Question 4: Leadership and Organizational Integrity.
contributed significantly to the development of the Organizational
Integrity approach. Arranged by importance to the topic rather
than alphabetically or chronologically, they-and other works-may
be secured through this site by arrangement with Amazon.com.
- Zand, Dale
E. The Leadership Triad: Knowledge, Trust, and Power.
New York: Oxford Univ. Press, 1997.
Max. Leadership is an Art. New York: Doubleday, 1989.
Leading WIthout Power: Finding Hope in Serving Community.
San Francisco: Jossy-Bass, 1997.
Peter. Stewardship: Choosing Service over Self-Interest.
San Francisco: Barrett-Koehler, 1993.
Joanne B. Ethics, the Heart of Leadership. Westport,
Conn.: Praeger, 1998.
Thomas. Knowledge and Decisions. 1980. New York: BasicBooks,
Michael. The Tacit Dimension. Garden City, N. Y.: Doubleday
Anchor, 1966. (Knowledge that cannot be expressed often resides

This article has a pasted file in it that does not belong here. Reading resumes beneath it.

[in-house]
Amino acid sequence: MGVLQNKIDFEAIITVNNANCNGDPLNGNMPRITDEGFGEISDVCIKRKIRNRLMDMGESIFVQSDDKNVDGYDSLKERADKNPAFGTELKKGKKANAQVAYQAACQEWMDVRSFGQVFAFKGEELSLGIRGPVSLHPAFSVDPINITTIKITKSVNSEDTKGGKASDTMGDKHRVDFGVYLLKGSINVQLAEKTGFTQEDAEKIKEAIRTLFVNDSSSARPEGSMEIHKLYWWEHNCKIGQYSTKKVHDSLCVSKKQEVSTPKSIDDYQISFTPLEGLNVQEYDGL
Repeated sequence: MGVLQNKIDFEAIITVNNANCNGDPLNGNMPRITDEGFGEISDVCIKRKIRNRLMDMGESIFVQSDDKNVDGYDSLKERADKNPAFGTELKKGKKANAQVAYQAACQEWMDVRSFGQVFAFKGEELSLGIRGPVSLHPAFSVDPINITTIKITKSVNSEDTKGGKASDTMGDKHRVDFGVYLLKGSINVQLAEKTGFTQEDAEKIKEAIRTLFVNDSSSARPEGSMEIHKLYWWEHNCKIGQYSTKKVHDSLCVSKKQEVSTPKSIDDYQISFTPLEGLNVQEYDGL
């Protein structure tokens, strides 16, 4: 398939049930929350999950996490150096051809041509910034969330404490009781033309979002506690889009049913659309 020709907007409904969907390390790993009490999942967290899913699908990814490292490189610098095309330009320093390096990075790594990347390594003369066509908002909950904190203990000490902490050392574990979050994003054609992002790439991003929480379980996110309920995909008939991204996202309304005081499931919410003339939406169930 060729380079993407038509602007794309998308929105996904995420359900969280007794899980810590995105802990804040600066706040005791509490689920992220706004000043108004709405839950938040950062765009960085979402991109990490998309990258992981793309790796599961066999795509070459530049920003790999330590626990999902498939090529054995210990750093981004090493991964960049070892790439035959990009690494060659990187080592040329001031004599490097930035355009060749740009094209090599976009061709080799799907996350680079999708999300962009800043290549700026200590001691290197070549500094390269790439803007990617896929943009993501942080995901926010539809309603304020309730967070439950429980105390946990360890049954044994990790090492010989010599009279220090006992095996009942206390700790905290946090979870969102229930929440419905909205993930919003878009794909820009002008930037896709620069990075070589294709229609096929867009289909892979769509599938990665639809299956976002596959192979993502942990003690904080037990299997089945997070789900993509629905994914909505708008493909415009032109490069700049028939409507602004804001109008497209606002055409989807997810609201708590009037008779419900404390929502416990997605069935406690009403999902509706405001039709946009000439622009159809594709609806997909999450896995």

at all levels of the organization.)
Taichi. The Knowledge-Value Revolution: Or a History of the
Future. Trans. George Fields and William Marsh. 1991. New
York: Kodansha International, 1992.
Edward O. Consilience: The Unity of Knowledge. New York:
Alfred A. Knopf, 1998.
Thomas H., and Laurence Prusak. Working Knowledge: How Organizations
Manage What They Know. Cambridge: Harvard Business School
Peter, The Fifth Discipline: The Art and Practice of the Learning
Organization New York: Currency Doubleday, 1990.
Francis. Trust: THe Social Virtues and the Creation of Prosperity.
New York: Free Press, 1995.
- Shaw, Robert
Bruce. Trust in the Balance: Building Successful Organizations
on Results, Integrity, and Concern. San Francisco: Jossey-Bass,
- Lane, Christel,
and Reinhard Bachman, eds. Trust Within and Between Organizations:
Conceptual Issues and Empirical Applications. Oxford: Oxford
Univ. Press, 1998.
Frank J. Truth & Trust: The First Two Victims of Downsizing.
Atahbasca, Canada: Athabasca Univ., 1995.
Eugene, and Sara C. Charles. Authority: The Most Misunderstood
Idea in America. New York: Free Press, 1997.